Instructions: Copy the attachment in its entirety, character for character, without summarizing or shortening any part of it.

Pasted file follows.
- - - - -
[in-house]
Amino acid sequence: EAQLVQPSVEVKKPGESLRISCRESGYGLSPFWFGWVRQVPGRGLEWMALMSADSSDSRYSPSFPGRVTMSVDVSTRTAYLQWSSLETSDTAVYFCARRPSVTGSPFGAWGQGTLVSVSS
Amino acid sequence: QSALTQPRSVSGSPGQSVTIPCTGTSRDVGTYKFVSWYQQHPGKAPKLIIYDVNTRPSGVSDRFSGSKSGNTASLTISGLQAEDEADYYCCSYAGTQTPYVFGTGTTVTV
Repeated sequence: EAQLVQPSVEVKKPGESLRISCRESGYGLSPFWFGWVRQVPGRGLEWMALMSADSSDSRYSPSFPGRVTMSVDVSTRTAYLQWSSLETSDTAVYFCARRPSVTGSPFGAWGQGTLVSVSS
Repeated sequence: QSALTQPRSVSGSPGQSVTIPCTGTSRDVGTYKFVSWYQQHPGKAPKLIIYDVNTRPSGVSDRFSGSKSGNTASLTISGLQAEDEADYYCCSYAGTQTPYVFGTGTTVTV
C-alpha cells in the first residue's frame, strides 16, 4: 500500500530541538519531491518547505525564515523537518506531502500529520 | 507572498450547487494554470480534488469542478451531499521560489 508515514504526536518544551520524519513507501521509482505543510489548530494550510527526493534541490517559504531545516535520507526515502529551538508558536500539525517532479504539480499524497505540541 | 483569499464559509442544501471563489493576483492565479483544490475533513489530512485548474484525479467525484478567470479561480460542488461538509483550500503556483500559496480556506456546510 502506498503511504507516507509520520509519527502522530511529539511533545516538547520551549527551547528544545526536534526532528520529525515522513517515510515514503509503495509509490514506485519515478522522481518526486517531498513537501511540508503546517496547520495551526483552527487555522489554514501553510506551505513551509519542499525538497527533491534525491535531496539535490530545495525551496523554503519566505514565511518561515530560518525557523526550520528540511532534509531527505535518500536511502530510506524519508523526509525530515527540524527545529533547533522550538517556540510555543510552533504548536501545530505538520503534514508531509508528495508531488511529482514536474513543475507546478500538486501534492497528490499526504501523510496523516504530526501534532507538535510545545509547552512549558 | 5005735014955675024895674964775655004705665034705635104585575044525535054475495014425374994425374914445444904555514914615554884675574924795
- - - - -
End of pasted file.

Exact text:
[in-house]
Amino acid sequence: EAQLVQPSVEVKKPGESLRISCRESGYGLSPFWFGWVRQVPGRGLEWMALMSADSSDSRYSPSFPGRVTMSVDVSTRTAYLQWSSLETSDTAVYFCARRPSVTGSPFGAWGQGTLVSVSS
Amino acid sequence: QSALTQPRSVSGSPGQSVTIPCTGTSRDVGTYKFVSWYQQHPGKAPKLIIYDVNTRPSGVSDRFSGSKSGNTASLTISGLQAEDEADYYCCSYAGTQTPYVFGTGTTVTV
Repeated sequence: EAQLVQPSVEVKKPGESLRISCRESGYGLSPFWFGWVRQVPGRGLEWMALMSADSSDSRYSPSFPGRVTMSVDVSTRTAYLQWSSLETSDTAVYFCARRPSVTGSPFGAWGQGTLVSVSS
Repeated sequence: QSALTQPRSVSGSPGQSVTIPCTGTSRDVGTYKFVSWYQQHPGKAPKLIIYDVNTRPSGVSDRFSGSKSGNTASLTISGLQAEDEADYYCCSYAGTQTPYVFGTGTTVTV
C-alpha cells in the first residue's frame, strides 16, 4: 500500500530541538519531491518547505525564515523537518506531502500529520 | 507572498450547487494554470480534488469542478451531499521560489 508515514504526536518544551520524519513507501521509482505543510489548530494550510527526493534541490517559504531545516535520507526515502529551538508558536500539525517532479504539480499524497505540541 | 483569499464559509442544501471563489493576483492565479483544490475533513489530512485548474484525479467525484478567470479561480460542488461538509483550500503556483500559496480556506456546510 502506498503511504507516507509520520509519527502522530511529539511533545516538547520551549527551547528544545526536534526532528520529525515522513517515510515514503509503495509509490514506485519515478522522481518526486517531498513537501511540508503546517496547520495551526483552527487555522489554514501553510506551505513551509519542499525538497527533491534525491535531496539535490530545495525551496523554503519566505514565511518561515530560518525557523526550520528540511532534509531527505535518500536511502530510506524519508523526509525530515527540524527545529533547533522550538517556540510555543510552533504548536501545530505538520503534514508531509508528495508531488511529482514536474513543475507546478500538486501534492497528490499526504501523510496523516504530526501534532507538535510545545509547552512549558 | 5005735014955675024895674964775655004705665034705635104585575044525535054475495014425374994425374914445444904555514914615554884675574924795